Art Ideas

Pineapple Fingerprint Art Tutorial

Most kids like to use ink and usually don’t mind putting a little bit into the process, making this pineapple fingerprint art project ideal for an after-work art session. -noon.

This project combines the fun process of thumb painting and printing to create a stunning piece of art.

pineapple fingerprint art idea

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As you teach this lesson, give kids an example with step-by-step instructions on how to do it, and then let them do more on their own and get creative.

It gives them the basics of the lesson so of course they know how to do it right if they choose to follow the instructions, but they can always have their own opinion.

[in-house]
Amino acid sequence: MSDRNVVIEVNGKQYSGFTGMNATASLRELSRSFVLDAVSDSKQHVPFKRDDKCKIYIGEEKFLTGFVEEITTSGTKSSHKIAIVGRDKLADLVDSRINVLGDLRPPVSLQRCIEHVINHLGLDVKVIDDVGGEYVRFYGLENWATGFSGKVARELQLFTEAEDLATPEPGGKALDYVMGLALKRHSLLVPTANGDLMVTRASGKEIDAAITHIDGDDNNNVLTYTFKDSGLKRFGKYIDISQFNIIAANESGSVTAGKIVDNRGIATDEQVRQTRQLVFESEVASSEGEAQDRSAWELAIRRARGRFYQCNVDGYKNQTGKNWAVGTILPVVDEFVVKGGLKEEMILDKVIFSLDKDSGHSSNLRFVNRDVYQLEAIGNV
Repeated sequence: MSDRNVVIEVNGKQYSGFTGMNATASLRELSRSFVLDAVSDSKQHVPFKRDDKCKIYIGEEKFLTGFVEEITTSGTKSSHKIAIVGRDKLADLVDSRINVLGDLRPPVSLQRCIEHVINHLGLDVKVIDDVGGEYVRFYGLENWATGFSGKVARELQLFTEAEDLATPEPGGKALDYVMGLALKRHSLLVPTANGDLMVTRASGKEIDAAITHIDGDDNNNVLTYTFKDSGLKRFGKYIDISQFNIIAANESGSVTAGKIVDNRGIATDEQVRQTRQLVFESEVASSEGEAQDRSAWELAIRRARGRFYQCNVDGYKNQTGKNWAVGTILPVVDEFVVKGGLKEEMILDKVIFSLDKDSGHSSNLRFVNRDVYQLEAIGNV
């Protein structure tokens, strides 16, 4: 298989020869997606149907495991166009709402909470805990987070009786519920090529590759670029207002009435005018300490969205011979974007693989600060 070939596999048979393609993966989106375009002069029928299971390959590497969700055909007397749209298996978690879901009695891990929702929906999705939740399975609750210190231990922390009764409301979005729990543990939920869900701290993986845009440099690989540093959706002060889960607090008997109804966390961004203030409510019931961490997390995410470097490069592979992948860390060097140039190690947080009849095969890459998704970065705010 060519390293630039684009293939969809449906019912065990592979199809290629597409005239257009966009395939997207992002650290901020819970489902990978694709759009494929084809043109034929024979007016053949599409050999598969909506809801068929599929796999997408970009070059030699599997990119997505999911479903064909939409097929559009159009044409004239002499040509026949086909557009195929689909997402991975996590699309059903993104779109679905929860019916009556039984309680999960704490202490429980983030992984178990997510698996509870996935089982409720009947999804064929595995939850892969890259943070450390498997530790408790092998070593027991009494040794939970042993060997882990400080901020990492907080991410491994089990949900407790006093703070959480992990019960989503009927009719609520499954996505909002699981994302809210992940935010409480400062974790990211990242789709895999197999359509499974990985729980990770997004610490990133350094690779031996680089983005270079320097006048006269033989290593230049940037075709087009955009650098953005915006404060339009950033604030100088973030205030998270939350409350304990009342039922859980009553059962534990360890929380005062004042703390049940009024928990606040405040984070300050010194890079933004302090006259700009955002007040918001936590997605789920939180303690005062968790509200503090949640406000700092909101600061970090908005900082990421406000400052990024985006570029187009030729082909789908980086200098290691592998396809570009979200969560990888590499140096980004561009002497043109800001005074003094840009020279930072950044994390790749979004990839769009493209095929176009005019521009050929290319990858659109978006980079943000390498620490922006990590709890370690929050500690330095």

Make pineapple fingerprint art

Young children may need a parent or adult to help them through this process, but they love it too. Above 5th grade, they make one and then want to paint it on their own.

If you’re teaching more than one child, I’d mostly stick to elementary ages for that.

digital printing art supplies

It doesn’t require a lot of material and is an easy class overall, so if you’ve got a week where you know you’re going to choke on other things, put this lesson out there to lighten your load.

pineapple fingerprint art for kids

What you will need:

  • yellow, green, orange acrylic paints… Prefer cheap brands, they work very well.
  • construction paper or mixed paper.
  • pallets or paper plates
  • brushes of different sizes. Thin ones help with small details like adding an eye to something, but they also need wider ones.
  • paper towels and/or hand towels.
  • Disposable towel for easy cleaning.
  • a glass of water.
digital printing art supplies

step by step instructions

If you can, make your own examples to show the children, one in yellow and one in mixed ink.